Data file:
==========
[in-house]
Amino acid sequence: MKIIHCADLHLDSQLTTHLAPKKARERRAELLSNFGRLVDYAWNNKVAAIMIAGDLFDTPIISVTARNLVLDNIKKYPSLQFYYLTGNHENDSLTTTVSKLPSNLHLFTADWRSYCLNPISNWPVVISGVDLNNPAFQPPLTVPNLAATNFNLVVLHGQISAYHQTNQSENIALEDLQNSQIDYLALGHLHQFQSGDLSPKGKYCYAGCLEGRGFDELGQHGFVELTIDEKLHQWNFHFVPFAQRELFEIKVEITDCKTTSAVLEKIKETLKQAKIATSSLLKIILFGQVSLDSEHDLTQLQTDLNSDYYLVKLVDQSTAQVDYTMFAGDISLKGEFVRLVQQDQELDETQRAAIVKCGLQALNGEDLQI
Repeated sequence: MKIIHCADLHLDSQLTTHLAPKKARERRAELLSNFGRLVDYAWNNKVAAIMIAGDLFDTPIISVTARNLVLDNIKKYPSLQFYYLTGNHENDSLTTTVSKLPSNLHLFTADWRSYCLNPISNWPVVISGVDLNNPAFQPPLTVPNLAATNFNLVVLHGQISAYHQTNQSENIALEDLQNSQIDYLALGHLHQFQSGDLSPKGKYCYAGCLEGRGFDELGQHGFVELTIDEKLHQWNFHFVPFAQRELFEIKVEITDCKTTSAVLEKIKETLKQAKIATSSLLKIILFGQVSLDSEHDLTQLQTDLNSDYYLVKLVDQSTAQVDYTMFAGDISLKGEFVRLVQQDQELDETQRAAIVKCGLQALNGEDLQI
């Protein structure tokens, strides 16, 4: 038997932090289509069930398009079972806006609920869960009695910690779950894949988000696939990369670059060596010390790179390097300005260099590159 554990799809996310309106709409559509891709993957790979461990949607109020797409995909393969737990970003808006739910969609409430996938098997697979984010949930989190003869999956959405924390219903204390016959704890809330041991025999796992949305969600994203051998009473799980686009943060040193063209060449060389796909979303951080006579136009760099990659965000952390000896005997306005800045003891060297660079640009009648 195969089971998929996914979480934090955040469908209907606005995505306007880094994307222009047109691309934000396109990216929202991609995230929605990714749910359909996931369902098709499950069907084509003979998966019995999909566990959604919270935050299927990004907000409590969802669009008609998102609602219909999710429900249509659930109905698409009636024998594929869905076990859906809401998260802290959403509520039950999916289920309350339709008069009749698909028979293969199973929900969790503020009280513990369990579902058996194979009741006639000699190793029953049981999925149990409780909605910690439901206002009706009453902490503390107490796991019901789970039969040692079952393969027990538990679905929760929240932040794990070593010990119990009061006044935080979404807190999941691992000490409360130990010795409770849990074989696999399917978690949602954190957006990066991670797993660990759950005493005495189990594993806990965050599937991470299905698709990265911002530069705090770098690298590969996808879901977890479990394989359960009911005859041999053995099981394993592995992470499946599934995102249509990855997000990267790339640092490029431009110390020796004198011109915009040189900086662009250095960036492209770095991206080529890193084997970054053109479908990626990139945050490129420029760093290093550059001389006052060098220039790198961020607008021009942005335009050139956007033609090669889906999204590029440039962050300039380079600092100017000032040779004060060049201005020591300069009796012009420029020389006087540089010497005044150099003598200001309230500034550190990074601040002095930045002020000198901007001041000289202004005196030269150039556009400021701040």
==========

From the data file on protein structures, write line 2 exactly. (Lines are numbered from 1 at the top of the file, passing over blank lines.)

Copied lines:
Amino acid sequence: MKIIHCADLHLDSQLTTHLAPKKARERRAELLSNFGRLVDYAWNNKVAAIMIAGDLFDTPIISVTARNLVLDNIKKYPSLQFYYLTGNHENDSLTTTVSKLPSNLHLFTADWRSYCLNPISNWPVVISGVDLNNPAFQPPLTVPNLAATNFNLVVLHGQISAYHQTNQSENIALEDLQNSQIDYLALGHLHQFQSGDLSPKGKYCYAGCLEGRGFDELGQHGFVELTIDEKLHQWNFHFVPFAQRELFEIKVEITDCKTTSAVLEKIKETLKQAKIATSSLLKIILFGQVSLDSEHDLTQLQTDLNSDYYLVKLVDQSTAQVDYTMFAGDISLKGEFVRLVQQDQELDETQRAAIVKCGLQALNGEDLQI